The 193 members of the United Nations General Assembly are due to vote Tuesday on a resolution…
The 193 members of the United Nations General Assembly are due to vote on Tuesday on a resolution that would require the five permanent members of the Security Council to justify their use of the right of veto in the future.
Discussions on veto reform are rare and controversial, but were reignited by Russia’s invasion of Ukraine.
Directly targeting the United States, China, Russia, France and the United Kingdom – which are the only holders of the right of veto – the measure would “make them pay a higher political price” when they choose to use their veto to knock down a security. Council resolution, said an ambassador from a country that does not have the right of veto, and who asked to remain anonymous.
Critics call the measure, introduced by Liechtenstein, “a mere procedural reform”.
But it is not yet clear if the reform would push the five permanent members to use the veto less, or if it would create even more vetoes as the permanent members propose controversial texts which they know their rivals will not veto. only to force them to justify their position. publicly.
First proposed more than two years ago, the measure calls for the General Assembly to be convened within 10 working days after a permanent member uses a veto “to hold a debate on the situation to which the veto was opposed,” according to the text. .
About 60 countries joined Liechtenstein in co-sponsoring the reform, including the United States – a quick rally of support that caused widespread surprise at the UN.
Britain and France will vote for the reform, even though they abstained from co-sponsoring it.
Neither Russia nor China were among the sponsors of the text either. A diplomat from one of the two countries, who asked not to be named, criticized the move, saying it will “divide” the UN even further.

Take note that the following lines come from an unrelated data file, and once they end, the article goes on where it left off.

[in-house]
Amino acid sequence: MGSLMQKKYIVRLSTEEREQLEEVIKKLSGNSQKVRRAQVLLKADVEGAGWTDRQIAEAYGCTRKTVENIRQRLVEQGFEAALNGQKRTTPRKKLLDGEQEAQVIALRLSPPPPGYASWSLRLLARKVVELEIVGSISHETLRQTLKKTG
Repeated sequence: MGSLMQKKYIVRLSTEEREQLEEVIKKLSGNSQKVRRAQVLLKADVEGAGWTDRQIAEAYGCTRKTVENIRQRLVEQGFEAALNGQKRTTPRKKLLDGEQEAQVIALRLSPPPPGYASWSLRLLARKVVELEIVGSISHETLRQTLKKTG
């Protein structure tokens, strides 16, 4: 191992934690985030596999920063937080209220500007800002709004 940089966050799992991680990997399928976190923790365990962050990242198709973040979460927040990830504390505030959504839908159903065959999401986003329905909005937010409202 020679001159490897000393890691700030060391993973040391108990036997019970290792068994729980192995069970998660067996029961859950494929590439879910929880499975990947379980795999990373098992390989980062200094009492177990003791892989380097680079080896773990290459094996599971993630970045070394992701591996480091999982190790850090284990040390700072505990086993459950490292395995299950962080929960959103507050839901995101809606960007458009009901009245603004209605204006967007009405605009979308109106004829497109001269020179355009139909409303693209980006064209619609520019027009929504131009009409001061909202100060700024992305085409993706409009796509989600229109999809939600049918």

– “Not directed against Russia” –
The measure “will create a new procedure”, said Liechtenstein Ambassador Christian Wenaweser, who insisted the proposal was “not against anyone”.
“It’s not directed at Russia,” he said, despite the fact that the proposal had been on the shelf for more than two years and its relaunch came as the Security Council proved unable to condemn Russia’s invasion of Ukraine, due to Moscow’s right of veto.
From a US perspective, it is clear that Russia has abused its right of veto for two decades and the proposed text aims to remedy this.
Wenaweser said the text was intended to “promote the role of the United Nations, to promote multilateralism and to promote the voice of all of us who do not hold veto power and who do not sit on the Security Council on matters of peace. and international security”.
The text is not binding and nothing prevents a country which has used its right of veto from refusing to explain its actions to the General Assembly.
But its application “will shed light” on the use of the right of veto and on the “blockages” within the Security Council, said an ambassador, on condition of anonymity.
In addition to its five permanent members, the Security Council also has 10 members elected for two years, without the right of veto.
Among the sponsors of the resolution are, in addition to Ukraine, Japan and Germany, which hope to become permanent members of a potentially enlarged Security Council.
But neither Brazil nor India, two other potential candidates for a permanent position on the Council, are on the list of co-sponsors obtained by AFP.